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Bill provides for nonpartisan voters guide

by: Spotlight file photo Rep. Brad Witt (D—Clatskanie) represents House district 31 and can be reached at www.leg.state.or.us/witt/ or at 503-986-1431

A very important bill passed the final test in the Senate on June 1, with very little fanfare. It was HB 2634, the bill that officially establishes the Citizens' Initiative Review Commission.

This legislation puts into statute a pilot project begun in 2008, which gathers citizens from across the state to write nonpartisan statements on initiative proposals for Oregon's voter guide.

I can't tell you how many times constituents have asked me, 'Why can't someone review proposed ballot measures before they get to the ballot box to make sure they are truthful and will pass constitutional muster?' It has been very difficult to design a way to do that that would not interfere with the initiative process.

Oregon is the birthplace of direct democracy, having introduced the initiative and referendum to the nation, and any attempt to filter ballot measures has been greatly resisted.

In 2008, the first Citizen Initiative Review was conducted as a pilot project focusing on one initiative. The CIR process involves a panel of 23 registered voters from across the state, chosen using a stratified random sampling procedure to ensure the resulting panel is a fair representation of Oregon's voting population in terms of age, gender, race, education, place of residence and political affiliation.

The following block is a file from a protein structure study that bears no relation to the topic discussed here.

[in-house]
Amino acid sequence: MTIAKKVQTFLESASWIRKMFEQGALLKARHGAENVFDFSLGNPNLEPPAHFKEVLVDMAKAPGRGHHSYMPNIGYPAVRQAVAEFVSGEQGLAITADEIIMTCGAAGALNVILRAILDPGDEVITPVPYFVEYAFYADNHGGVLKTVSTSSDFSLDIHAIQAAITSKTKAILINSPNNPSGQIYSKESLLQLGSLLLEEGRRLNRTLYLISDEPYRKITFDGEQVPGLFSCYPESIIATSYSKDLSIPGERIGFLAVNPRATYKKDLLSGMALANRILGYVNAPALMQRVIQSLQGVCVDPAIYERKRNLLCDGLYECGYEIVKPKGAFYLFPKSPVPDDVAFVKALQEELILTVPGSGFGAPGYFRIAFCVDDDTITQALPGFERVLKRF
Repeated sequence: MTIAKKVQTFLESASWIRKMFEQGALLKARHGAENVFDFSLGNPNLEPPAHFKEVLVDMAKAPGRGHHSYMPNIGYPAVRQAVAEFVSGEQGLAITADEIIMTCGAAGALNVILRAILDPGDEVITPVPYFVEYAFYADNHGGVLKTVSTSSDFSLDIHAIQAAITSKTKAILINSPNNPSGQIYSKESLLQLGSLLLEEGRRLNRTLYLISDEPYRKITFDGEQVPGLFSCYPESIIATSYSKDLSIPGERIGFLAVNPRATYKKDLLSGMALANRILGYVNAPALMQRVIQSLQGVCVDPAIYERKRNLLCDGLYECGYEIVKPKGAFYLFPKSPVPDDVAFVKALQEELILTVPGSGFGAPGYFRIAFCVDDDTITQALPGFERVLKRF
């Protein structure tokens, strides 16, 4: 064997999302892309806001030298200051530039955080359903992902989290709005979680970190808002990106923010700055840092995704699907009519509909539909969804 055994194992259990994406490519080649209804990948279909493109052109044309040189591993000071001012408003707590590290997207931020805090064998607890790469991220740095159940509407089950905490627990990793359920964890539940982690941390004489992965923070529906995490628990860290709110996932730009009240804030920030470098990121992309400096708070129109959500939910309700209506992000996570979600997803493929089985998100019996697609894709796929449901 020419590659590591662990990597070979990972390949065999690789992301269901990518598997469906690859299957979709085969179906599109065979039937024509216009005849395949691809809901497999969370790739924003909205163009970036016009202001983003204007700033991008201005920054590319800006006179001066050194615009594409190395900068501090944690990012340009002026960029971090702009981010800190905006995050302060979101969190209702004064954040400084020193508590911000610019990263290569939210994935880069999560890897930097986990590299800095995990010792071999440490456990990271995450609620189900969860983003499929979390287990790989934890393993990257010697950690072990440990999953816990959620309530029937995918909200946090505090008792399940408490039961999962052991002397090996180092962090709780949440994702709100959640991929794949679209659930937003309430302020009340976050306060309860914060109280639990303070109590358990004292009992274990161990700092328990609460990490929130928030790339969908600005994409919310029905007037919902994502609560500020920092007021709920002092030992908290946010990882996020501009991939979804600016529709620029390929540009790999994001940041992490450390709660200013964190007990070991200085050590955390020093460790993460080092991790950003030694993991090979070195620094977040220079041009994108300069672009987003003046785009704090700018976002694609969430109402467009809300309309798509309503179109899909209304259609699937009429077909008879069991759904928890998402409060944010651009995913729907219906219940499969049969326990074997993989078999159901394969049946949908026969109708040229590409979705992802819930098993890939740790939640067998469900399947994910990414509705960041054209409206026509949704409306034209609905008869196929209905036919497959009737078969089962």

Over a period of several days, panelists hear from initiative proponents, opponents, and background witnesses. With the assistance of trained moderators, the panelists debate the merits of the initiatives that will appear on the ballot. The panel then develops a Citizens' Statement containing their conclusions and analysis of the ballot measure for the voters' guide.

In 2010, the pilot project was expanded to include all proposed statewide initiatives. At a time in our history when record amounts of money are being spent on advertising, and there are practically no limits on what is said or by whom, HB 2634 cuts through all the noise and chatter to make sure the voices of ordinary citizens are heard.

Although the Department of Administrative Services will provide reimbursable funding to help get the commission up and running, the Citizen Initiative Review Commission will be funded by private donations.

It is comforting to know that, in Oregon, people value this precious symbol of direct democracy enough to donate both their time and money to protect it from abuse. Then again, I am not surprised. HB 2634 now goes to the governor for his signature.

Another really great consumer protection measure passed both chambers, SB 487. This bill prohibits the automatic renewal of a product subscription or service without first obtaining the consumer's approval. In addition, the terms of the contract cannot be hidden somewhere in the fine print of the offer. The terms must be 'clear and conspicuous' and the method to terminate the contract must be reasonably accessible and in a form that can be kept by the consumer.

Once the company or organization has unilaterally renewed the contract, it is very difficult to cancel. Some customers have had their contracts continued without their consent and then they have faced aggressive collection efforts.

If such a contract is offered or renewed without satisfying all of the requirements of disclosure, any product provided to the consumer as part of the arrangement is deemed an unconditional gift to the consumer. I think that will get their attention. The bill is on its way to the governor.